The first time I gave serious thought to middle school was when my son was 5 years old,and I joined a teacher/parent effort to grow his school through middle school. I learned about Erdkinder (Montessori for ages 12-18) and was mesmerized by the idea of children working through the hormonal rollercoaster of adolescence by ‘working the land‘. Erdkinder seems to help children become independent, self reliant, and able to tackle practical, real world challenges. Also, I am kind of useless when it comes to practical life skills and want to make sure my children are capable of changing their own car batteries, replacing stems on a faucet, or building a mini pop-up library for their neighborhood (yep, this is on my bucket list… for my children to implement, of course).

In 2009, at DCPS’ invitation, I worked on a team of teachers/parents/principal to submit a proposal to DCPS (April, 2009) which described the vision behind Montessori expansion (which was met w/ disappointing silence). In 2011, a more detailed proposal (again, at DCPS’ request) around Erdkinder was developed and submitted to DCPS (thanks to a lot of hard work by Superparent Susan) elaborating on the middle school piece.  Sadly, early summer of 2011 DCPS announced that they did not have enough information on how Montessori middle school would work out. At the time, it made sense. DCPS was supporting the move of the Montessori school to a new building, new teachers (and a new a new team, not to mention, 40 new families)  – this was going to be a huge effort. And it was.

If this were a “How Montessori Learned to Fly” blog, I would get into what it took to move the program on the part of parents, teachers, the principals and incredibly committed staff from DCPS’ central office (Claudia and Anthony are particularly notable). Even with this intensely collaborative effort, things were all but smooth.  When the doors opened in August 2011, we (parents) discovered that while classrooms had been beautifully renovated, they were not adequately equipped with materials. The classrooms of the four new teachers looked barren those first months and we (parents/educators) found ourselves writing letters to DCPS begging for additional funding, and digging into our own pockets to furnish our children’s classrooms, the library and more. I honestly don’t know where things went wrong on this front, but at the end of the day, it was clear that the program had not been adequately resourced. I did wonder whether it was a conscious decision on the part of the school or DCPS to rely on parents to make up the difference. While DCPS did come through with some additional funding, I certainly never envisioned being expected to buy or raise funds for materials (the equivalent of what would be considered textbooks in a traditional school) or to furnish our then barren library.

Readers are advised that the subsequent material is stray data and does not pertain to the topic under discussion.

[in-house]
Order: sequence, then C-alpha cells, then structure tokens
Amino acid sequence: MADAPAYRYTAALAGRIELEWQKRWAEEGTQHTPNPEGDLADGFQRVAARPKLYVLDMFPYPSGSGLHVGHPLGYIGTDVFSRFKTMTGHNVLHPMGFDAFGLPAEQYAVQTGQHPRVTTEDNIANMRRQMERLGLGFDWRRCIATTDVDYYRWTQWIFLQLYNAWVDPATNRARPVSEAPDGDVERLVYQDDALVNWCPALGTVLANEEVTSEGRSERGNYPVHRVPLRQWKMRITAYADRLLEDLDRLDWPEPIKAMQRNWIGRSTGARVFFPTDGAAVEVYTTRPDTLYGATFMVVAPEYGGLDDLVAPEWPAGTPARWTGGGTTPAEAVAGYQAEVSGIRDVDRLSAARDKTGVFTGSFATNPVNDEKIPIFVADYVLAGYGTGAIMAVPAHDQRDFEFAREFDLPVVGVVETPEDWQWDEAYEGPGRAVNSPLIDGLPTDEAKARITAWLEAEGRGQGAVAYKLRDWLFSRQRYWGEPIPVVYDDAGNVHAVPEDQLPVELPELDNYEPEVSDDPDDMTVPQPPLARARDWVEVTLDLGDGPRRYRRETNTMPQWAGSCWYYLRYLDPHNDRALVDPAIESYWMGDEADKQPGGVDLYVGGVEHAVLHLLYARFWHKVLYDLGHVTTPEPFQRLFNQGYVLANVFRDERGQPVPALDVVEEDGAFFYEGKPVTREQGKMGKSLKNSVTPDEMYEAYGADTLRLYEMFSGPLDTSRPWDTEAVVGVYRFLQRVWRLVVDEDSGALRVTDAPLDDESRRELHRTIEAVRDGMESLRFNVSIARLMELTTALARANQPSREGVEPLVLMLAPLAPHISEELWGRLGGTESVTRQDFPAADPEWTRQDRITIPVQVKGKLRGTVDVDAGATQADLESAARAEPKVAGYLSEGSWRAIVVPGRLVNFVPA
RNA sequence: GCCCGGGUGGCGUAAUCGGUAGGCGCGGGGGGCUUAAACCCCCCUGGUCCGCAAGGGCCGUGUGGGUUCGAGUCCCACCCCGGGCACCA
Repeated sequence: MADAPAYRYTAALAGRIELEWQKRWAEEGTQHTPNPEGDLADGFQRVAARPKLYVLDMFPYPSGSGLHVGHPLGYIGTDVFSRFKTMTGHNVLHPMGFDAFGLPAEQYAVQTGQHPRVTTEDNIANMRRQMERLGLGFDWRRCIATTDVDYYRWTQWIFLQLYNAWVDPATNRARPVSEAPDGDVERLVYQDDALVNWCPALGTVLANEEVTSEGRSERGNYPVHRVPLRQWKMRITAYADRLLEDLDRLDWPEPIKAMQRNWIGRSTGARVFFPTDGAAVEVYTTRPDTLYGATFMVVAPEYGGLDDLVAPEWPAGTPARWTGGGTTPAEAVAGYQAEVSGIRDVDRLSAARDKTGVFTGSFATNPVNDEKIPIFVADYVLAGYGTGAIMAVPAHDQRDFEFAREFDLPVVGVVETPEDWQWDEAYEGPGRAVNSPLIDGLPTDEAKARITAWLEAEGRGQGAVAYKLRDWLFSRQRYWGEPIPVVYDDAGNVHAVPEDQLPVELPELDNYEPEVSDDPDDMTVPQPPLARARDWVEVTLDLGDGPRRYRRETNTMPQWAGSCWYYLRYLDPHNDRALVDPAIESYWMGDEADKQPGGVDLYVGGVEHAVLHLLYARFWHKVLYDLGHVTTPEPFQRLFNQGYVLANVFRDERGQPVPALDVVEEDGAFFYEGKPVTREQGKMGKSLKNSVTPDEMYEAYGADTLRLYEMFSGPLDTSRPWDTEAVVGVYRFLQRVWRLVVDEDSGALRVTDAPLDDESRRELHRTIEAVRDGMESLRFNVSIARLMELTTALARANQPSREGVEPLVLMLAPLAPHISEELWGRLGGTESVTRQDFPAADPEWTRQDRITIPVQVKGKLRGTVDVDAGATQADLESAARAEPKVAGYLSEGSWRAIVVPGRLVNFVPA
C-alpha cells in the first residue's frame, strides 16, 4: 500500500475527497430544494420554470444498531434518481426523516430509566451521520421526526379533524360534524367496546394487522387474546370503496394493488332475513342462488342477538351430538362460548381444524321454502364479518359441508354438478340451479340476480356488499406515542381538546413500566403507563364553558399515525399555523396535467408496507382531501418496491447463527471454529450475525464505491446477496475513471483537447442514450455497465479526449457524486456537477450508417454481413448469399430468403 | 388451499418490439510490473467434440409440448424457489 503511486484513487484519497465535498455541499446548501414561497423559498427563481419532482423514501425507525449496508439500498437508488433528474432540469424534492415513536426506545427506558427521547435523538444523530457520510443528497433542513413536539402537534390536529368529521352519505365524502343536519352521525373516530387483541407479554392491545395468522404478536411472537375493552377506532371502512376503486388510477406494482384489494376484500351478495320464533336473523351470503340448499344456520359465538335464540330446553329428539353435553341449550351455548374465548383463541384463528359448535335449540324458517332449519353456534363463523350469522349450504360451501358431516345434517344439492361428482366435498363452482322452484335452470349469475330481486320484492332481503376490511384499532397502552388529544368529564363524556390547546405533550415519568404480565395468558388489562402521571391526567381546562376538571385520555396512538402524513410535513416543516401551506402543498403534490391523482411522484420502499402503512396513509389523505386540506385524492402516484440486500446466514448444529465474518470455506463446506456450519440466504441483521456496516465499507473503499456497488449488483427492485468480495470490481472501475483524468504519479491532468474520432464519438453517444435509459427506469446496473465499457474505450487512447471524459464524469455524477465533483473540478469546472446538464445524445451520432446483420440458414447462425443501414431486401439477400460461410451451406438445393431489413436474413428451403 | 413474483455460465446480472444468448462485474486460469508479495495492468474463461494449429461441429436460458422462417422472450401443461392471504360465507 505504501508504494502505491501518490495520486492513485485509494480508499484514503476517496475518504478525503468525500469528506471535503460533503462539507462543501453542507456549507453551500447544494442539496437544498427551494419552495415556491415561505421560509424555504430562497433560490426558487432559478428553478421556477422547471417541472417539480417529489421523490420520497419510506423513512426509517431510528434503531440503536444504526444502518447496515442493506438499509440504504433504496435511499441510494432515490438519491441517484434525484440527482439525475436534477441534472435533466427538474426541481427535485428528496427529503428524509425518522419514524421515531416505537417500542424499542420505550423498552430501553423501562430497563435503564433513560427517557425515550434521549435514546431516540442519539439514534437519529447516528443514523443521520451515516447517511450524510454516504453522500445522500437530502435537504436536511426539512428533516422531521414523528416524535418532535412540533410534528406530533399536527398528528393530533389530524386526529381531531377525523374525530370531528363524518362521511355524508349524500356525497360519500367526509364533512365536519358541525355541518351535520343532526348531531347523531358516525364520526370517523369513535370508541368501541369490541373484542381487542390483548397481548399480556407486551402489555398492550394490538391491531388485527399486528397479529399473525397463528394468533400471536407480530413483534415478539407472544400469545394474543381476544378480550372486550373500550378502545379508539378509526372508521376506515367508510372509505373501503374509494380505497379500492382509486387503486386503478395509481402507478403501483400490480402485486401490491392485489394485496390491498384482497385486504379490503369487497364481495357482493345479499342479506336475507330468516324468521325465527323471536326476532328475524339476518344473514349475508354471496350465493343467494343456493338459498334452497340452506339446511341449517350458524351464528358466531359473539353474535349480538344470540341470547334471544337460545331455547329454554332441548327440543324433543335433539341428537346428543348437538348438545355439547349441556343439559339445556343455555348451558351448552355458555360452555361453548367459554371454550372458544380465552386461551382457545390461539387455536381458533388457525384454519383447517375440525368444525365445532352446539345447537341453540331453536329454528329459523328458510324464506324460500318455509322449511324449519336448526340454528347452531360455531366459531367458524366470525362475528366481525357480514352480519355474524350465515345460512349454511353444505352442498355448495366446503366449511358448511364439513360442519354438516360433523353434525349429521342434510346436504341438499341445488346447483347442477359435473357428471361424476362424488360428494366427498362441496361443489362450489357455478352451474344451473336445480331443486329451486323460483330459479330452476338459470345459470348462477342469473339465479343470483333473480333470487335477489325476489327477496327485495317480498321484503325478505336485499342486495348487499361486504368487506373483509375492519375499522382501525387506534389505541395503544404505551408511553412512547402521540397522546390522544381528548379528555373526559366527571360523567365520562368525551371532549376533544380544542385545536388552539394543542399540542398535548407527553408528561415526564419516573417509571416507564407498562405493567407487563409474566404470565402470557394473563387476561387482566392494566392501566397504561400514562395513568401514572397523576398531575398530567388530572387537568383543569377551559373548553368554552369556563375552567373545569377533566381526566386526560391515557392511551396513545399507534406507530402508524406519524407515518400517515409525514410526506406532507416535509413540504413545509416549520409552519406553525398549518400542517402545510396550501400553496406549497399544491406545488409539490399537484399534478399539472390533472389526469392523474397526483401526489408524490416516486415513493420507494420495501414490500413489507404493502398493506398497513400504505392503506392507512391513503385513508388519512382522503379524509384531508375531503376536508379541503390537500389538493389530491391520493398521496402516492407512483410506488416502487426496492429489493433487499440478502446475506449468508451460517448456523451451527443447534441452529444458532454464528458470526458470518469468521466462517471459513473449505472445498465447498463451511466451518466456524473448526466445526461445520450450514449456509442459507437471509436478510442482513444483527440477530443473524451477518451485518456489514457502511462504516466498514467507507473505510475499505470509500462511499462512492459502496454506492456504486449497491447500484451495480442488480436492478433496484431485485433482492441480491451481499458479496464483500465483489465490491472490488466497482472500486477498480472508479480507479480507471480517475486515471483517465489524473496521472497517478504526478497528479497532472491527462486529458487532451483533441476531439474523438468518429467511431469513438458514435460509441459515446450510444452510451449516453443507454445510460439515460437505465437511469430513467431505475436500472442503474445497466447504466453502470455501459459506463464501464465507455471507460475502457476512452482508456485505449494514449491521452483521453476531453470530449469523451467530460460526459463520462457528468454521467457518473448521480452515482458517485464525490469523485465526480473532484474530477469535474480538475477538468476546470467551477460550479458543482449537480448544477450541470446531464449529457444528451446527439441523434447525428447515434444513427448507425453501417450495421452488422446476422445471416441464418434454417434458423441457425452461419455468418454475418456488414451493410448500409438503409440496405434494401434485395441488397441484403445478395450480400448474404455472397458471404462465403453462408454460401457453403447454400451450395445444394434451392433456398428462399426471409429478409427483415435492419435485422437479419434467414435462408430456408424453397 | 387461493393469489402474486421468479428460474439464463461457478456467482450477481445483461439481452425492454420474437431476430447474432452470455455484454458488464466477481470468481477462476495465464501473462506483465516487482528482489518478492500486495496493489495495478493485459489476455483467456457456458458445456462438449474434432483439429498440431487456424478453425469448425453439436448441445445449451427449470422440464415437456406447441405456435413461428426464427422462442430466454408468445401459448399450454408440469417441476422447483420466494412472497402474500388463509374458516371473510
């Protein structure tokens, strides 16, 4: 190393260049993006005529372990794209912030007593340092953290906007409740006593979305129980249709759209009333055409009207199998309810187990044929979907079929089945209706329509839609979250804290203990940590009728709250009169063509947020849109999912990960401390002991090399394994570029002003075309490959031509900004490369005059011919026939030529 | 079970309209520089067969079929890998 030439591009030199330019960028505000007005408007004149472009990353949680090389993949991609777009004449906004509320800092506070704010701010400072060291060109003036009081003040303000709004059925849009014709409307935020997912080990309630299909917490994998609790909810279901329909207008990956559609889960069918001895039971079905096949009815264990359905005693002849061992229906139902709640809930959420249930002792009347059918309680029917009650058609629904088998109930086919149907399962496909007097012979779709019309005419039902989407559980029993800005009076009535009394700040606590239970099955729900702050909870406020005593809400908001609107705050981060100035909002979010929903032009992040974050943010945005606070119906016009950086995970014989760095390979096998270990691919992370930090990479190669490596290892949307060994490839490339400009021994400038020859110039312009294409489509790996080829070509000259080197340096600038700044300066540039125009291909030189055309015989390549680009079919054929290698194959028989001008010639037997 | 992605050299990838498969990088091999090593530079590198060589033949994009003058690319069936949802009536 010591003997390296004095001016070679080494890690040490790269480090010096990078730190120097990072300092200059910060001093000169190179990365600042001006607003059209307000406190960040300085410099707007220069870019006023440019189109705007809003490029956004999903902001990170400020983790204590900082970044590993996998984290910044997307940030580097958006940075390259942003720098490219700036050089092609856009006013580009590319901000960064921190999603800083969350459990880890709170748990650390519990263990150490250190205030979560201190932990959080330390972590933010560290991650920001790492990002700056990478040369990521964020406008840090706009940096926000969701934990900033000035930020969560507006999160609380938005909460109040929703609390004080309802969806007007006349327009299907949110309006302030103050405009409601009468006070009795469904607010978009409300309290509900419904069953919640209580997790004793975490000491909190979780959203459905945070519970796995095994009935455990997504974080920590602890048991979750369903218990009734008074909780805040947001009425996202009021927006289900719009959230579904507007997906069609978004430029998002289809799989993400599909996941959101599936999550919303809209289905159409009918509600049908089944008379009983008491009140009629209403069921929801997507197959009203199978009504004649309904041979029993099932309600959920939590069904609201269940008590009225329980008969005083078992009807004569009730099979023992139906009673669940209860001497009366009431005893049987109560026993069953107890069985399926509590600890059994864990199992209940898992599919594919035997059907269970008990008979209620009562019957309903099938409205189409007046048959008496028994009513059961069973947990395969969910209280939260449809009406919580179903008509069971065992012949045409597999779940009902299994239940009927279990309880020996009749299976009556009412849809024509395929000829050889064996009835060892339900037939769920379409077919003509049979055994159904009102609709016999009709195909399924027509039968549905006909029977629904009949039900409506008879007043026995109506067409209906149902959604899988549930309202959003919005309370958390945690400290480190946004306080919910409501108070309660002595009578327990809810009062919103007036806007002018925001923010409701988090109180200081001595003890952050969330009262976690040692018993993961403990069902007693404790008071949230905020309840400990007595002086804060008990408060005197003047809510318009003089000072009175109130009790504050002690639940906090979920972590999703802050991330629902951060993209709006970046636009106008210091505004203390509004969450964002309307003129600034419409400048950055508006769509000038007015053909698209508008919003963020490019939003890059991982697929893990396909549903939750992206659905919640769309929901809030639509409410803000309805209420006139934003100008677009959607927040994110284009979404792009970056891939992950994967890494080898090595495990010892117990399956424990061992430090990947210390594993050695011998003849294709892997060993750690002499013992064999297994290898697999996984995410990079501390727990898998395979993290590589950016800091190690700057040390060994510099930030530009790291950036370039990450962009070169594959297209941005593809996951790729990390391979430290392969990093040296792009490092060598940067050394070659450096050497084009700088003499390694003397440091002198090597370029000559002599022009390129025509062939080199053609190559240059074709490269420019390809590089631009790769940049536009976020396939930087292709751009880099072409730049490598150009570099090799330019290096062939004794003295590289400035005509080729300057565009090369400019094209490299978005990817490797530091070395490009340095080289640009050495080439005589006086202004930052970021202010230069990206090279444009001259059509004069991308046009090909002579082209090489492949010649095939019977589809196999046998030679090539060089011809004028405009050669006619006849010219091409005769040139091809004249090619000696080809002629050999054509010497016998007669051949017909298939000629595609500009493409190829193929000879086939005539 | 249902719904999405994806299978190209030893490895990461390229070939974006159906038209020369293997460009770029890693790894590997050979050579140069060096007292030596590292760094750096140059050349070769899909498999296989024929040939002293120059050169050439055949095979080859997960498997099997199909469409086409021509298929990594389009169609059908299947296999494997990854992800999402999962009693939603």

Suffice to say that it made for a tumultous opening year. Add on the reality of kinks to be worked out when bringing a new team together in a new space, many members of our community did not stick it out. Three of the four new teachers did not return for a second year and many families also bailed. Pretty grim, no? Not really. Not for my family. My children’s teachers stayed put and my kids had a terrific experience (and continue to thrive). At the end of the day, the school really is amazing and warts and all, I know my children are getting a world class education in a supportive environment. We’re all really happy, but knowing it would come to an end, I resolved to look at existing middle school options and leave Montessori behind after elementary.